some 411 on the 502 trip


I thought I’d begin with a visual representation of work thus far in grading Advanced Placement US History exams. Each ‘l’ represents an exam graded and the curve demonstrates how the scores are spread out over (currently) eight separate ratings.

I first wondered about AP history exams when I took my own test.  How will this get graded, I thought?  And who is willing to sift through all of these essays?  Years after wondering, I was hired to read exams and traveled to Trinity University in San Antonio, Texas to begin the process of ’embracing’ the standards.  That year, just about 187,000 exams were scored by the roughly 875 graders – each exam contains three essay responses.  This year, just over a decade later, there are 410,000 exams, over 1200 readers, and a total of 1.25 million essays to read.

The numbers of people taking the exam is, in some ways, astonishing.  I’ve had mixed feelings about the exam for years, feelings that have increased since I began my own college  teaching career full time.

On the one hand, successful exam takers can earn college credit, thereby saving them money and perhaps time during college.  On the other hand, the exam does not necessarily reflect the typical college level survey experience – at least, it doesn’t reflect the surveys I teach.

That fact is not necessarily a bad thing, nor is the idea that successful students might learn some good history on the way towards saving money.  But, as the exam grows larger and larger, I have to always ask myself whether some students are not fully trained or prepared for the exam in front of them.

Both of my high school era AP history teachers had their strengths in terms of getting our class through the exam.  When I became a teacher on my own, I incorporated several ideas from those two teachers, along with a host of information I learned at the grading week.  Upon returning to my classroom, I believed I could give better instructions and strategies to all of my students, which could hopefully raise their scores.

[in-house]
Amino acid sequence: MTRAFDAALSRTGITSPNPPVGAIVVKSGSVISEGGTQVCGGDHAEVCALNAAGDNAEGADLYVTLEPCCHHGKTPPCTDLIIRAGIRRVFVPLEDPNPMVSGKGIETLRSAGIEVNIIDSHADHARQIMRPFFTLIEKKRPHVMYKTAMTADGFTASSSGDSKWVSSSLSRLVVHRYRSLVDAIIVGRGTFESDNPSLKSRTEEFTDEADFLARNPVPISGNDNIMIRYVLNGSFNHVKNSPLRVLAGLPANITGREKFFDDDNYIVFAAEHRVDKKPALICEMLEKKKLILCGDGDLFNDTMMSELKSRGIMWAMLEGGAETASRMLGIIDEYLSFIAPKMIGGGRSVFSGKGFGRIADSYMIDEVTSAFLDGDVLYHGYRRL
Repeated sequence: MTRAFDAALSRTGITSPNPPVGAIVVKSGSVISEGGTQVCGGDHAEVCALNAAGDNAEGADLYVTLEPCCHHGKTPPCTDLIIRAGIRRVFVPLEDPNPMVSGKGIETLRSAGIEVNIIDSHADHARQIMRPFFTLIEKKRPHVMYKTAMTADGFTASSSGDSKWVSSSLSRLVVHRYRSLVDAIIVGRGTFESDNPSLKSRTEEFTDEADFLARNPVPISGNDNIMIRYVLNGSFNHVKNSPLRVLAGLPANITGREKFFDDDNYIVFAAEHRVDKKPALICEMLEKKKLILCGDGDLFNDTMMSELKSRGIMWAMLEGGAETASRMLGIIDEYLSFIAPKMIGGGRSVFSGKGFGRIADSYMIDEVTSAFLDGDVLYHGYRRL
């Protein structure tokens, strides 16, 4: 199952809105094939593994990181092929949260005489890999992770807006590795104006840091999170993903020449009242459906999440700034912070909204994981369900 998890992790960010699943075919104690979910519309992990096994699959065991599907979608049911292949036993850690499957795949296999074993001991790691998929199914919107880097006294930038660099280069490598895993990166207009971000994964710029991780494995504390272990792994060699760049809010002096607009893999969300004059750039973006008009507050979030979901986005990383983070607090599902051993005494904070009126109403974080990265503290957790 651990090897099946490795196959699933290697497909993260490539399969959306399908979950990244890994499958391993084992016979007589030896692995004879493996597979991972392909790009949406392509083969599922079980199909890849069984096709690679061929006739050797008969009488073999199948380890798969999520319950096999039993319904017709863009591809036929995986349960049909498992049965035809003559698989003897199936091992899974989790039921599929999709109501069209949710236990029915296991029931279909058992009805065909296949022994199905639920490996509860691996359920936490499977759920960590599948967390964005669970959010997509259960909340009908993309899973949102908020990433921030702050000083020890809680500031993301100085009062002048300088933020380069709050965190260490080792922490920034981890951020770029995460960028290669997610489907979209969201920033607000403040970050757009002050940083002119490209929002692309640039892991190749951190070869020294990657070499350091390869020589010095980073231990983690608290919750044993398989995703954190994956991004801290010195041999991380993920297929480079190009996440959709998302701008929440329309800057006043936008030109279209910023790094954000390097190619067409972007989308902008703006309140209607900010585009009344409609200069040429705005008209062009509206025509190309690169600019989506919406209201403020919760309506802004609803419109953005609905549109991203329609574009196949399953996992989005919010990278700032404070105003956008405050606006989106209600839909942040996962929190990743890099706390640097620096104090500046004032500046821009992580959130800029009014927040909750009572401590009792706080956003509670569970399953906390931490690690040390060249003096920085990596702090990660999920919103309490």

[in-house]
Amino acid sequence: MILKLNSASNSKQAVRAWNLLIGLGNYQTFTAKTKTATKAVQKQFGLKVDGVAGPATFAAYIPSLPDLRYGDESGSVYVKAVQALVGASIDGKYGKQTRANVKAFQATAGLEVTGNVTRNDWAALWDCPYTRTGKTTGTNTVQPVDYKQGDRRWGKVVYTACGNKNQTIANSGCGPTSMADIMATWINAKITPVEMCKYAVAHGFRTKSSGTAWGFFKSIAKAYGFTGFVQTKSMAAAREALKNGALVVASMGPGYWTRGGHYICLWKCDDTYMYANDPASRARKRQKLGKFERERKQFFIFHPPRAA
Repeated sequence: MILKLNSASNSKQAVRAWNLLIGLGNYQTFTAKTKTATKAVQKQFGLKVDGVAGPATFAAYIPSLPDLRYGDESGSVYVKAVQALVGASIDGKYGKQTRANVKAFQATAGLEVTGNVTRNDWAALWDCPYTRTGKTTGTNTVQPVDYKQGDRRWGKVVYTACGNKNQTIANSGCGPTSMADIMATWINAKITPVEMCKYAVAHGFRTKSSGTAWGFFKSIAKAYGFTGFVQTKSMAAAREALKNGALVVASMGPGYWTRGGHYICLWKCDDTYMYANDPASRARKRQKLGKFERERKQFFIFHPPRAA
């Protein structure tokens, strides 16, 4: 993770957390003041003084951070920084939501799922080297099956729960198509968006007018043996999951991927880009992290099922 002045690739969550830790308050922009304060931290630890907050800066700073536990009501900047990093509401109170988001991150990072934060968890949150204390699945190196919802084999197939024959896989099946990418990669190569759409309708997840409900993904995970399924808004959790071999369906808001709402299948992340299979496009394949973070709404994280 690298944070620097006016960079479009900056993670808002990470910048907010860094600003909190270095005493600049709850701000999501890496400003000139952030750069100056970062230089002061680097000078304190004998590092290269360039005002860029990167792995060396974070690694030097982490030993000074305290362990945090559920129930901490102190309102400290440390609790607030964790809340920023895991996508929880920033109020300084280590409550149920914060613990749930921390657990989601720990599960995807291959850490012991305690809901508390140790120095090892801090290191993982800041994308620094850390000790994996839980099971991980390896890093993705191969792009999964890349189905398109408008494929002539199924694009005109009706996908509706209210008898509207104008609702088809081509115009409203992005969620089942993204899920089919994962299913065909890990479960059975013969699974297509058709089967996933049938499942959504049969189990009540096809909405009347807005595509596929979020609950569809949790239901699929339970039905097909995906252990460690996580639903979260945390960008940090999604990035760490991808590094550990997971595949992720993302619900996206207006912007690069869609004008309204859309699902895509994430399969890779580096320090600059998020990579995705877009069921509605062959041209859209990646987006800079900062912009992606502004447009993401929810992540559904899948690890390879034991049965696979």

As it turns out, the professional development I have experienced while at the reading has been tremendously helpful.  I learned a lot about grading in general, but I also learned about explaining standards and found that the more I took the time to explain my expectations to my students, lo!, the more willing the students were to go on an academic journey with me.

Today was a revisit to those earlier experiences and a reminder of good work that can emerge from a testing and grading learning opportunity.  On top of that accomplishment, I was able to take in some of the river area for Louisville.  A delightful walk revealed wharfs, riverboats, fountains, walking paths, ultimate frisbee games, a view of the Louisville Bats stadium, etc!


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Filed under Teaching and Learning History

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